Barriere Lake Solidarity has produced this video to help bring attention to the current struggle of the Algonquins of Barriere Lake: The Canadian Government’s attempt to take control of the community through an obscure provision of the Indian Act known as Section 74. The video is narrated by Barriere Lake spokesperson Norman Matchewan.
Please visit www.barrierelakesolidarity.org for more information on what’s going on and how you can help. You can also watch this video on Vimeo: Algonquins of Barriere Lake vs Section 74 of the Indian Act
This is Barriere Lake, 3 hours north of Ottawa. Our Algonquin community of 400 people is fighting for control of our land, our government and our way of life.
We call ourselves Michikanibikok Inik, The Algonquins of Barriere Lake. Our way of life is inseparable from the land we live on. It includes knowledge of traditional medicines, harvesting and craft-making and our relationship with the animals through hunting, fishing and trapping. This is the land where we dream and where our ancestors live.
Our Traditional system of government is called Mitchikanibikok Anishinabe Onakinakewin. The selection of our leaders is governed by this code. For example, Elders undertake what is called a blazing process where they select and nominate potential leaders.
Potential leaders must live on the territory, have connection to the land and speak the language. Then community assemblies are held where leaders that have been nominated are approved by the community. It is a direct democracy. Leaders must always have the consent of the governed.
Barriere lake live on unceded Algonquin territory. We have never signed away our land rights.
Our land is rich with resources: Every year approximately $100,00,00 is made off the land through forestry, hydroelectricity and tourism. We do not see a cent.
We fought for and won an agreement in 1991 that was supposed to help us protect our traditional way of life and protect the medicine, spawning and sacred areas. The agreement was also intended to give a modest share of the revenue generated from our land, which could then be used for sustainable economic development. The agreement was called an environmental trailblazer and a model of coexistence. 20 years later, the governments are still refusing to implement it.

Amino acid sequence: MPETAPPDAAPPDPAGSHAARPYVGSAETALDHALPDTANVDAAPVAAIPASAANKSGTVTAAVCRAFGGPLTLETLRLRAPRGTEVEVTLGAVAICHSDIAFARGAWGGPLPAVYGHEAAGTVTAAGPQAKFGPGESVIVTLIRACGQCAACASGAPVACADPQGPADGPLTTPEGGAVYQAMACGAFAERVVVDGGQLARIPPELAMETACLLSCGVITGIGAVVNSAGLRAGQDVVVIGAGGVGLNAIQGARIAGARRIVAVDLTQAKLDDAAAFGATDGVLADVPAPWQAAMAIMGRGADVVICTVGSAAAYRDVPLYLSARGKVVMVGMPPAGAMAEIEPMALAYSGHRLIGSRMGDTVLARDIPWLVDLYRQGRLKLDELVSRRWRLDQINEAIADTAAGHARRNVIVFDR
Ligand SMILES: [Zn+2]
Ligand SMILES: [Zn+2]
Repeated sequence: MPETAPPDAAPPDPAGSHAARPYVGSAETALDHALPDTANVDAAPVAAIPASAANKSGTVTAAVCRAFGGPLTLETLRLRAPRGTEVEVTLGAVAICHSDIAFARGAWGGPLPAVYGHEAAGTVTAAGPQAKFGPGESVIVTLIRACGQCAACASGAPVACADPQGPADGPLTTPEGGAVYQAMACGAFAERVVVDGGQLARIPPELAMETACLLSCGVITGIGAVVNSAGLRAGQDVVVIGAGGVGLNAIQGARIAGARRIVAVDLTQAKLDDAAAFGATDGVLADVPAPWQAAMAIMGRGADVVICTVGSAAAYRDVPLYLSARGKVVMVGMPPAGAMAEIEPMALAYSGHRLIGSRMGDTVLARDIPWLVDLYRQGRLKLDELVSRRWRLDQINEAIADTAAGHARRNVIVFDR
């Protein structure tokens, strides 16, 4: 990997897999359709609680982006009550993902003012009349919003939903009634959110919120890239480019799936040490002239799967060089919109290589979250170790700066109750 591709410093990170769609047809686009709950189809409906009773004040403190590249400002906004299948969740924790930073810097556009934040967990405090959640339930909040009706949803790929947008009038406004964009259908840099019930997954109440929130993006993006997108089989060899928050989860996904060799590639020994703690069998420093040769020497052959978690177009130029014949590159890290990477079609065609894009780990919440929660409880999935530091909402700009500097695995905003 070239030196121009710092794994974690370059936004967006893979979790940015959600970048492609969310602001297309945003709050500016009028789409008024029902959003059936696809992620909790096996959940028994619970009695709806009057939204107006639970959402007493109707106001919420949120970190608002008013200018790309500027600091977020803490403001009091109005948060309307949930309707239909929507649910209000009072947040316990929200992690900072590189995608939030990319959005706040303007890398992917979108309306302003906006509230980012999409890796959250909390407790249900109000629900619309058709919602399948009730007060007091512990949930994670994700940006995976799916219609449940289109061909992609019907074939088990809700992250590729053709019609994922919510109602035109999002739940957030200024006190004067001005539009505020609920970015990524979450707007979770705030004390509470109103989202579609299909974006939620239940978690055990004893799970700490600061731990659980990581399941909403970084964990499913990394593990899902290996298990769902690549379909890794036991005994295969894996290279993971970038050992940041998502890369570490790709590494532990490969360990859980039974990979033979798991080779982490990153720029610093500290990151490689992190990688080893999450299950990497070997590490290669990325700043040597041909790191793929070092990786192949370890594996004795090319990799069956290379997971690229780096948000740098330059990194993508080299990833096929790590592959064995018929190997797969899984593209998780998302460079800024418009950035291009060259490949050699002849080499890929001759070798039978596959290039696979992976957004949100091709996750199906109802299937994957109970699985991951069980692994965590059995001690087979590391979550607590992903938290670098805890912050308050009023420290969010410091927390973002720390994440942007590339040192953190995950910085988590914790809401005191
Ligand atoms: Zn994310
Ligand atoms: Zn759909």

Our peaceful protests have been met with tear gas, arrests, police brutality. The government has tried everything to crush our spirit and our will to fight for our rights, economic sabotage, internal political interference and PR campaigns spreading misinformation.
This (last) summer, Canada attempted to destroy our traditional government. Their latest tactic to undermine our connection to our lands and our ability to fight for our rights by using a racist and paternalistic section of the Indian Act: Section 74. They have imposed a foreign system of government on our community.
The community does not want these Indian Act Band Council elections. 200 people from the community signed a community resolution in support of our traditional government, so it’s no surprise only ten people sent in nomination ballots.
Based on only these ten ballots, a Band Council was put in power consisting mostly of people that do not live in the Barriere Lake community. That’s the government’s idea of democracy.
As feared, this Band Council has already been making deals with forestry companies. the government must be relieved to get a strong traditional government out of the way. But we will not back. we will never back down. Our parents and grandparents did not back down and that’s why our land is still protected.
The falsely nominated Indian Act Chief has since resigned in solidarity.
Support us. Support is strong when we are united, native or non-native. We will protect our land and our customs. Our hearts and our minds are with our future generations. There will always be Anishinabe who will live and protect the land.